Highly contagious rabbit disease reaches PA: What to know

Pennsylvania — The first cases of highly contagious rabbit disease have been found in Pennsylvania, and state officials are asking residents to help protect current residents by reporting any dead animals.

Rabbit hemorrhagic disease was first confirmed in the state in August when two captive rabbits at the Fayette County facility tested positive. The Game Commission issued an executive order in October 2021 aimed at barring her from entering the state.

“Rheumatic heart disease poses a significant threat to the Commonwealth cottontail rabbit and snowshoe hare, and as such, the Game Commission is taking this latest finding very seriously,” said Andrew DeSalvo, a veterinarian with the Games Committee, in a statement. “We are working hard to learn more about the occurrence of this RHD and to determine what action, if any, to take and when.”

Officials are urging the public to submit reports of rabbit and hare deaths online or by calling 1-833-PGC-WILD.

Officials said the disease cannot infect humans or other animals, but it is highly contagious among domestic rabbit populations and has been responsible for “mass deaths.” It is considered endemic among residents in Arizona, California, Colorado, Idaho, Montana, Nevada, New Mexico, Oregon, Texas, Utah, and Wyoming, and cases have been confirmed in Florida, Georgia, Hawaii, Kansas, Kentucky, Minnesota, Mississippi, New Jersey, New York, South Dakota, Tennessee, Washington, and Wisconsin.

The disease was first discovered in France in 2010, and is described as highly contagious. It causes internal bleeding, and the obvious sign among infections is a bloody nose.

What makes the virus more difficult to control is its persistence: the virus can remain contagious on Earth for months.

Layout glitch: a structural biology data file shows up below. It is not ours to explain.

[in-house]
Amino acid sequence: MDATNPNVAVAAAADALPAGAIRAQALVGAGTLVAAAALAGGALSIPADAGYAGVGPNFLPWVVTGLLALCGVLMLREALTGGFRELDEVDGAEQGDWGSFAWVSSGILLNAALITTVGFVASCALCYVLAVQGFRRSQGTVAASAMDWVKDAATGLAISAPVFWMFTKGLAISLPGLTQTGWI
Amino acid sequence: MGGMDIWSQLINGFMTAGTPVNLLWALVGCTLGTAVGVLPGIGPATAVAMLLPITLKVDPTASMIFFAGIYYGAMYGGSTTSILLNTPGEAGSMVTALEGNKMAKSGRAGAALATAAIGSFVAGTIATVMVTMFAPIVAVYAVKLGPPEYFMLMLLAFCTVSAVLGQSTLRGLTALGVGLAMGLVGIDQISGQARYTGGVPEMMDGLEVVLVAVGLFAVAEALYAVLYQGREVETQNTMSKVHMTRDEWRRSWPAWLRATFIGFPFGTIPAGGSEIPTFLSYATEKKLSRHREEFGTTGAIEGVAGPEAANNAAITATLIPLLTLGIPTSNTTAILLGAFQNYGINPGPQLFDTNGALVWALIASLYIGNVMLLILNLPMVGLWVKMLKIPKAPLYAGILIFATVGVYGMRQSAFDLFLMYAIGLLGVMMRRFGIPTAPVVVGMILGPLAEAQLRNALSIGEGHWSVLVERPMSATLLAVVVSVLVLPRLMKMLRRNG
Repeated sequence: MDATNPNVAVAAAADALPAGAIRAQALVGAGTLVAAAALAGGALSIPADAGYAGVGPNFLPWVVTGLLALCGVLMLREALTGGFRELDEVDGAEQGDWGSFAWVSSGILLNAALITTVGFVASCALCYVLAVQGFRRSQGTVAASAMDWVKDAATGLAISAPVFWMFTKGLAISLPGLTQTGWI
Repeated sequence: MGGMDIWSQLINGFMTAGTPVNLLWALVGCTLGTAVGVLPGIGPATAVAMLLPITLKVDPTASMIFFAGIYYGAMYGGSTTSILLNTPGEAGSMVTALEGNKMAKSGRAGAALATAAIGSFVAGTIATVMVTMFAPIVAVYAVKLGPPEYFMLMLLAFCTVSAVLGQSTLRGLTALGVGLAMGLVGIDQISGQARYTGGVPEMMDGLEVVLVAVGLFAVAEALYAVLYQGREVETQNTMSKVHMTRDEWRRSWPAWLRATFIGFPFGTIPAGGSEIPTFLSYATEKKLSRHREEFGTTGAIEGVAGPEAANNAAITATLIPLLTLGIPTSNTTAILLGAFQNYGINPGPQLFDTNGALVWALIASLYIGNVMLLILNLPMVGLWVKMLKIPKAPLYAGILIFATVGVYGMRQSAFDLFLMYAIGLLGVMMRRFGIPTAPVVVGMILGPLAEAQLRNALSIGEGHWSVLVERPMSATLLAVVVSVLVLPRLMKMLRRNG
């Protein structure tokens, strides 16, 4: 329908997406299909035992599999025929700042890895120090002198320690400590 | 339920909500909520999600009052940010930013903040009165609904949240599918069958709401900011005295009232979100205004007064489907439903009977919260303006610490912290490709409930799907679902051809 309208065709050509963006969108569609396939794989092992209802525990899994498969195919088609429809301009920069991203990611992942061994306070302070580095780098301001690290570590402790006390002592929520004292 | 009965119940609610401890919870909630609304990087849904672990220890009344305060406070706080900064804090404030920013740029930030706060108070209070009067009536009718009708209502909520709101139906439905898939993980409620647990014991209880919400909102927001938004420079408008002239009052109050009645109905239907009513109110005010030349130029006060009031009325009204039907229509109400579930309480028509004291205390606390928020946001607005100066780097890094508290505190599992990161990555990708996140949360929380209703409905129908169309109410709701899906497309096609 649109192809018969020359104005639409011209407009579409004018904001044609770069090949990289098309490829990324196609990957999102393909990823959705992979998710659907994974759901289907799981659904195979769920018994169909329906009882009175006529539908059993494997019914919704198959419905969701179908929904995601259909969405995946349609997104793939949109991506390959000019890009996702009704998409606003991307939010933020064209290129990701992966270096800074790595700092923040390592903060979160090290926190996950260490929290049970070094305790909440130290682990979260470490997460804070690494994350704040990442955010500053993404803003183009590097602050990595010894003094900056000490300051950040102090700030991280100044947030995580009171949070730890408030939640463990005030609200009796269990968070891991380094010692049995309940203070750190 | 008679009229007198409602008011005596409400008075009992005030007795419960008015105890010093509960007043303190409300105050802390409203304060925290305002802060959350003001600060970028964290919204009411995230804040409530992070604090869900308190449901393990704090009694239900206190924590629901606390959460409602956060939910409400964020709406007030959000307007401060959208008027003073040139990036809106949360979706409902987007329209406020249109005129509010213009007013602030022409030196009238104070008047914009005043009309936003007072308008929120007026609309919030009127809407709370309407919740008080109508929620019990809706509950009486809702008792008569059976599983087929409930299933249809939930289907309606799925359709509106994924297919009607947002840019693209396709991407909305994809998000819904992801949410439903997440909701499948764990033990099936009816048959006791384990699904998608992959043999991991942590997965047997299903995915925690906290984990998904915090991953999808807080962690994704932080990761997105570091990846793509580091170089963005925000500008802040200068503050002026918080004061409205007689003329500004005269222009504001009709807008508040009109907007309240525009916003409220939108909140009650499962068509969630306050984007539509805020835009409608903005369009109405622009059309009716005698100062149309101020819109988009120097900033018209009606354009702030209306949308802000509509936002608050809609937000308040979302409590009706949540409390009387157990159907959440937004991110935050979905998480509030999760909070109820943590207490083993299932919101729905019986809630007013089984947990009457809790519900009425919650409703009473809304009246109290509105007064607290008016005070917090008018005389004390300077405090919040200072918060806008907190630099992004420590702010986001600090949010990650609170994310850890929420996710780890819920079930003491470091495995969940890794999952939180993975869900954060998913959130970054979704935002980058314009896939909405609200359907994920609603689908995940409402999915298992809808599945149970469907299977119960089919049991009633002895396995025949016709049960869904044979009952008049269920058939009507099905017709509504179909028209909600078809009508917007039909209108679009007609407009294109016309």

Controlling or eliminating the disease is inherently difficult as the virus is very resilient and can remain contagious on Earth for several months. Infected rabbits spread the virus through their urine, faeces, or respiratory secretions.

Authorities said the disease was discovered in Pennsylvania in 2018 but has been contained.

Experts say it poses a threat to the balance of the ecosystem because of how it affects certain predatory species. With fewer hares, larger numbers of animals such as wolves and raccoons can easily be pushed to suburbs and urban areas in search of food.

Residents are urged to pay attention and report suspicious sightings. If you find two or more dead rabbits or hares in one location with an unknown cause of death, do not touch the animals, and contact the Pennsylvania Game Commission office.

Pennsylvania is home to multiple species of lagomorph that are important cogs in environmental health, including cottontail rabbits and snow rabbits.

People who have pet rabbits should contact their vet if they are concerned.

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